2016 Nissan Maxima SR | DRIVEN

Sports car or sport-ish?

Photos: Nissan USA

Words: Evan ‘Evo’ Yates

Exterior: Head-on, the 2016 Nissan Maxima is one of the best looking cars on the market – regardless of price. The front fascia has a healthy dose of chrome while simultaneously featuring a blacked-out center grille which creates a custom, chic appearance. The rest of the exterior styling is certainly bold to the point where you’re either going to love or despise it. I give it the nod as it’s innovative and certainly stands out among the competition – and in the parking lot. From the profile view, Nissan’s designers went crease crazy with interesting, sharp body lines and also a distinct separation between the body and the roof creating a floating effect. Nissan has certainly created one of the most distinctive sedans on the streets.

Interior: The 2016 Maxima’s interior blew me away, mainly because I never imagined a Nissan interior looking and feeling so amazing. Nissan not only outdid themselves but dominated their competition as well as there aren’t many sub-$40k sedans with interiors remotely as cool as the Maxima. The interior was clearly crafted to cater to the driver with the center dash angled towards the person behind the wheel. The overall seating position, height of the center console and outward view of the muscular hood all play a major part in providing the most sporty experience possible in a sedan. The leather-appointed seats feature a high-end diamond-quilted pattern typically reserved for exotic or custom cars. The diamond theme is also highlighted on the brushed aluminum dash pieces and is also a luxury appointment. The front seats are heated and cooled and unlike other companies that add multiple buttons to operate the temperature, each seat’s heating and cooling functions are on one knob; turn it left for cool and right for hot. What a concept!

A/V:  Nissan did a pretty good job with their NissanConnect system featuring a vivid eight-inch touchscreen display. I was a bit disappointed in the back-up camera, however. Having reviewed plenty of Nissans in the past I assumed it would feature Nissan’s gem, the Around View Monitor system and it is absent in the Maxima SR. Also, the camera itself is not exactly HD quality as it lack of resolution gets exposed on the larger screen. The 11-speaker Bose sound system really pumps when you crank the volume up and I especially liked the deep base notes it carried with virtually no distortion.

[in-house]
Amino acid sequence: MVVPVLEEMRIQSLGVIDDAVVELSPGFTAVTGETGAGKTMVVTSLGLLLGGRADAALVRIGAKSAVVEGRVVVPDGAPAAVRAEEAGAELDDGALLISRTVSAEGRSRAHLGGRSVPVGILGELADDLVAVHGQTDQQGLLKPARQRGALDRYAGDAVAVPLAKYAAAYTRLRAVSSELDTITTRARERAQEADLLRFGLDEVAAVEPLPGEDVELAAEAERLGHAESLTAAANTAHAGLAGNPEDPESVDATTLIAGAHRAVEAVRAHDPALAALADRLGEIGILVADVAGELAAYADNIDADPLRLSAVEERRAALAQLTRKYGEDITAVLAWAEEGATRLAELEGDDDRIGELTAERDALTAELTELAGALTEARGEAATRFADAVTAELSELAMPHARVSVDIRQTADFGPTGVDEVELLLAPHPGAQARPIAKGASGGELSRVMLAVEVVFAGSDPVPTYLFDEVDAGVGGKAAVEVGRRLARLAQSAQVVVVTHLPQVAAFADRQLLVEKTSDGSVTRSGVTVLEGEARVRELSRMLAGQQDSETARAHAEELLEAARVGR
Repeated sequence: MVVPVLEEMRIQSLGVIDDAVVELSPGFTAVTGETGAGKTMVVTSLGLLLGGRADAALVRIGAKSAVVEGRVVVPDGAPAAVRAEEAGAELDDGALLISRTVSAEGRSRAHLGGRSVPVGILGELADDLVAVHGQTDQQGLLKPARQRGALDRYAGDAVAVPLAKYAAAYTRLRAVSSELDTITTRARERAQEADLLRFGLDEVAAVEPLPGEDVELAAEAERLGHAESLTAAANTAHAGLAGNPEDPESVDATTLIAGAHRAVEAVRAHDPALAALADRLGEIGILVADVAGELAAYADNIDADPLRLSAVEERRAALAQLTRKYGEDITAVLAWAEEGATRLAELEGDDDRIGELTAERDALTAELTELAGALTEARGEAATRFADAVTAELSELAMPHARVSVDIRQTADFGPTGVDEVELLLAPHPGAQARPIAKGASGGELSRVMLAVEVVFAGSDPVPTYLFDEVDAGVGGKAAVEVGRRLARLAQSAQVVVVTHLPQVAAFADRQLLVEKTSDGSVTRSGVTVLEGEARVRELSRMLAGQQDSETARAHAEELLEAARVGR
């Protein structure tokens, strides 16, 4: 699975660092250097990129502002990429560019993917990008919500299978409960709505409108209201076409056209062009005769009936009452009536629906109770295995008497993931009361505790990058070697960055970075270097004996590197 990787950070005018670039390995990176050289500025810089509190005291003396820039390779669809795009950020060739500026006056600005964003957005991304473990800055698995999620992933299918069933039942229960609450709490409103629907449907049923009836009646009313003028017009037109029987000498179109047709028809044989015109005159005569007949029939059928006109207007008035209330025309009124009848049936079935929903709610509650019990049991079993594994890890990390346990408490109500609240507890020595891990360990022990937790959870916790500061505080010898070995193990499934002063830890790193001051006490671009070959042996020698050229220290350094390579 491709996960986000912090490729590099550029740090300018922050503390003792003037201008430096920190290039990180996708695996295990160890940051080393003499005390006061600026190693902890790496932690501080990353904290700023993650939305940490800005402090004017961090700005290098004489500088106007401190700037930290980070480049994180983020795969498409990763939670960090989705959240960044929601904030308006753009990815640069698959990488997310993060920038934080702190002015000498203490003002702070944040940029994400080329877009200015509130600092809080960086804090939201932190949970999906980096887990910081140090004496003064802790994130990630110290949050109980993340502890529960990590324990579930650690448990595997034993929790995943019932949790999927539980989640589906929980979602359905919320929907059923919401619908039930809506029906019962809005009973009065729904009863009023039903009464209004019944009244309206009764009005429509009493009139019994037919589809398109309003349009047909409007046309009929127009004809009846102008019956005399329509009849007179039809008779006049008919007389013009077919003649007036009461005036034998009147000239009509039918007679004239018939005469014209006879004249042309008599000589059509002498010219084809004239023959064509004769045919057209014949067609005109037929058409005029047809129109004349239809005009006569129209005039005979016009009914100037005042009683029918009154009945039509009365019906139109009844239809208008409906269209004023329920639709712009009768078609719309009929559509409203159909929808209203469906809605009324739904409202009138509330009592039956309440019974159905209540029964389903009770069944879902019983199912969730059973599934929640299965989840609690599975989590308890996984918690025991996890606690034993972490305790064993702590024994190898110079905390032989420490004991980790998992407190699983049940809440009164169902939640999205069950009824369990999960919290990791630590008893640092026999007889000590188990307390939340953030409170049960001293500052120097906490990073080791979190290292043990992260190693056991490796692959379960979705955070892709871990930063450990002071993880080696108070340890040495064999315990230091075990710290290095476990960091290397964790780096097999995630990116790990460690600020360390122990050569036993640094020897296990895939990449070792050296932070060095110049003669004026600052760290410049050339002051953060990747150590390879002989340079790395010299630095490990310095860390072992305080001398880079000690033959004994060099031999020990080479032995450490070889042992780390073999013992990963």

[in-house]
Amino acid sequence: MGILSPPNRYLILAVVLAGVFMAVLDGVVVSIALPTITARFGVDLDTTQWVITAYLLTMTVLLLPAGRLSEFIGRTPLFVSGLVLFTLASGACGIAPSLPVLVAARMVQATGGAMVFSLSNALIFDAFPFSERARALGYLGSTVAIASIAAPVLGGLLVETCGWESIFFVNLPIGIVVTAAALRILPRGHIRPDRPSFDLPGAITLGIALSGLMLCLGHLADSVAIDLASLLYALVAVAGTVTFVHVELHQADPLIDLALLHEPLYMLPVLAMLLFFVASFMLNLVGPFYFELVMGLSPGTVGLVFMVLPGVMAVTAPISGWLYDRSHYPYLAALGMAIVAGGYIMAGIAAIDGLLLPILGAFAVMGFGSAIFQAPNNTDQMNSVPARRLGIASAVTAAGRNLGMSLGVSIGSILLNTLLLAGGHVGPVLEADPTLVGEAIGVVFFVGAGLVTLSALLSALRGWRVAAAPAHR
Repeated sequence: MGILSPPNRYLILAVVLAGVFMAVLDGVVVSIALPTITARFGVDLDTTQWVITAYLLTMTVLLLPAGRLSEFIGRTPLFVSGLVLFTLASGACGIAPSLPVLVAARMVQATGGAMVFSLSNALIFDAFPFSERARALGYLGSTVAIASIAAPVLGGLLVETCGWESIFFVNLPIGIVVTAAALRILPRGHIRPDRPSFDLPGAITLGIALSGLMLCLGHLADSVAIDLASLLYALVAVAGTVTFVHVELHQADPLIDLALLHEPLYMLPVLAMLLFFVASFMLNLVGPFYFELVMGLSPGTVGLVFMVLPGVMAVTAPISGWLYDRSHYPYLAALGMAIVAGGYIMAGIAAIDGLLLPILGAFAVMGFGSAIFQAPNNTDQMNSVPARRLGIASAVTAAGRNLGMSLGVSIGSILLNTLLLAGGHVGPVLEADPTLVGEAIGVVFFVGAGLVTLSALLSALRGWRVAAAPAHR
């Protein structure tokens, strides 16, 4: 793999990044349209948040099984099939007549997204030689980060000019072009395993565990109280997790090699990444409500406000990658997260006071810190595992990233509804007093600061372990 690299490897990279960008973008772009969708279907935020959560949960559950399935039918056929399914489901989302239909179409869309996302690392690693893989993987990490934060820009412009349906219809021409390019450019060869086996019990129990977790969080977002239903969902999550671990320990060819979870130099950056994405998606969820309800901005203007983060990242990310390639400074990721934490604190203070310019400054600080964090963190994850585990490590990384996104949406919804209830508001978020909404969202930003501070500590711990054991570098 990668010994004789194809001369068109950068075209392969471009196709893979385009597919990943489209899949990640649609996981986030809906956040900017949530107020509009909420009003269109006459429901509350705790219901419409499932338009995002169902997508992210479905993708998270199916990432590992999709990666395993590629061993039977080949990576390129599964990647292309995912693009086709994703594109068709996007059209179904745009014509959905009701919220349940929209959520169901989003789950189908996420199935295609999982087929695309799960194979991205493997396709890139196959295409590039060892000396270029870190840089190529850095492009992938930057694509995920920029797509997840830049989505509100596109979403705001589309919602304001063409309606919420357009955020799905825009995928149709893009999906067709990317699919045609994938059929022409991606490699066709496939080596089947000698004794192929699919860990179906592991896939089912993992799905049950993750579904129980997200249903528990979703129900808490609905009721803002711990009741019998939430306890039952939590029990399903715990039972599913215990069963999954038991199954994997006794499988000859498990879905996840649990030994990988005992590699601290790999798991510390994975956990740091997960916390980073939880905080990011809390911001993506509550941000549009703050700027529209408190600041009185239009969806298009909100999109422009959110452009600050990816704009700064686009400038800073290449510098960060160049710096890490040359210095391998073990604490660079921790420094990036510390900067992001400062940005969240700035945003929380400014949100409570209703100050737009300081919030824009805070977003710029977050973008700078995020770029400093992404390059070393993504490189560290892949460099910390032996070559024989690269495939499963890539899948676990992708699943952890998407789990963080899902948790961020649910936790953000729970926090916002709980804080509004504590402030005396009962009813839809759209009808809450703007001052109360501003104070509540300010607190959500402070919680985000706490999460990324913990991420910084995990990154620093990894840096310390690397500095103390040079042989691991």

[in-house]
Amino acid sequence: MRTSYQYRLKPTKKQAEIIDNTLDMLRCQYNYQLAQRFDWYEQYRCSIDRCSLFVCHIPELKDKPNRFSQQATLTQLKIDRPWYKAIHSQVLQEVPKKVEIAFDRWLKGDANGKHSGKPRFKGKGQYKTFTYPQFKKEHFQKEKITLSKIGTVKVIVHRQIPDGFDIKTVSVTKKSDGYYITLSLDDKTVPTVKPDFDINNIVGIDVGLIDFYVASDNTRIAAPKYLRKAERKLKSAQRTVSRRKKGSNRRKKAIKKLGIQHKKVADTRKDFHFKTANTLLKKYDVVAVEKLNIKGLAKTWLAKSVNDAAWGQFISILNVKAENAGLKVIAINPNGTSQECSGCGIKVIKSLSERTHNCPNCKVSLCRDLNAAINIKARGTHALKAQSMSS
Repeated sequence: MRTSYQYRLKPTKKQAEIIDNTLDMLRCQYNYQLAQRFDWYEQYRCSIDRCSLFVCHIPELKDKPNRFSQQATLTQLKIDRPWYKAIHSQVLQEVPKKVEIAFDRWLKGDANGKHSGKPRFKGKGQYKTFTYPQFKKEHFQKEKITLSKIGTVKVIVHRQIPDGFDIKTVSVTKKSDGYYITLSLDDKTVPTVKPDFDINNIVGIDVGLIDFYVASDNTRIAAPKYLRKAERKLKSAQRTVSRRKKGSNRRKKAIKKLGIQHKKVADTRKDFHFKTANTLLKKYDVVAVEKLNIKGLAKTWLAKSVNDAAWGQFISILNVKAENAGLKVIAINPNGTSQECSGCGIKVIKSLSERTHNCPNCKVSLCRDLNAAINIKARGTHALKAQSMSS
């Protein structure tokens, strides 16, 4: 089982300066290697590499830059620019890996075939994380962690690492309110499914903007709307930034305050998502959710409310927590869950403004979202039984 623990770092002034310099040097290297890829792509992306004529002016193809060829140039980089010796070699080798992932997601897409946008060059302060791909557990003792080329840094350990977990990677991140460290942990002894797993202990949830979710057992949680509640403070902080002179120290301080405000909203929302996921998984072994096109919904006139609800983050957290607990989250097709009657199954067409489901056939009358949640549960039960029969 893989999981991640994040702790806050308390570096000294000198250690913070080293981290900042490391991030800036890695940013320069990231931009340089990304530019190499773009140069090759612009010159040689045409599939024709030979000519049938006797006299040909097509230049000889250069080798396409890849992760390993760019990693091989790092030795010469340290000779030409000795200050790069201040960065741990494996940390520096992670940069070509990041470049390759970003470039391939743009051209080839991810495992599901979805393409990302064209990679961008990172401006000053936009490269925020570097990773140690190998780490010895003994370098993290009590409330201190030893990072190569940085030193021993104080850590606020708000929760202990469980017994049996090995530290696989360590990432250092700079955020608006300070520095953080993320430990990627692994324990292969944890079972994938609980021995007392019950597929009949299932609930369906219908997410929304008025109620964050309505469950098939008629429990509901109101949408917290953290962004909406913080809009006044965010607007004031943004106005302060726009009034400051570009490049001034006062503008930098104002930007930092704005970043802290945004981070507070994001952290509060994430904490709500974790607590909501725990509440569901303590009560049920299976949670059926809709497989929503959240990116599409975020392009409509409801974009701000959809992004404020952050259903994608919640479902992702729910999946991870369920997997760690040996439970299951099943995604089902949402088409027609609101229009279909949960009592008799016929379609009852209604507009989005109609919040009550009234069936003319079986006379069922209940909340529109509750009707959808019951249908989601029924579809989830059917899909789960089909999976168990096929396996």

Performance: If you’ve done any research on the new Maxima, you already know what I’m going to say: The CVT transmission is what makes it impossible for anyone to believe Nissan’s claim of the Maxima being a four door sports car. My Mom’s Rogue has a CVT and although it works just fine, there isn’t a damn thing sporty about it. To be fair, this particular version of the CVT, the Xtronic transmission is supposed to be a bit more responsive and it may be under certain conditions. The fact that Nissan also builds legit sports cars such as the GTR and 370Z, I’ve come to the conclusion that “sports car” may just mean sporty. And realistically, you’re not buying a FWD sedan with the assumption of owning a legit sports car anyway and tearing up your local track on the weekends anyway. The 300-hp V6 under the hood is relatively quick and far from underpowered. Actually, I’m glad it doesn’t have any more horsepower because I had a few minor issues with torque steer when I romped on the throttle so I would be weary of too many more ponies. The SR trim level also featured sport-tuned suspension and the Integrated Dynamics control module featuring the Active Ride Control, Active Trace Control and Active Engine Brake. In addition, the chassis is considerably stiffer than previous models which ultimately aids in aggressive cornering.

Final Verdict: Even though Nissan is pushing their sports car pitch pretty hard, what the 2016 Maxima has evolved into is a fine mix between luxury and sport and that’s perfectly fine. The Maxima is a comfortable, fun and attractive four-door and it almost doesn’t need the hoopla behind it. My advice: buy it for what it is and not for what it’s marketed to be and you’ll be perfectly content with one impressive sedan.

 

Damage: $38,750.00

Power: 300 hp, 261 lb-ft

0-60: 5.9 sec

Gas Cash: 25 MPG combined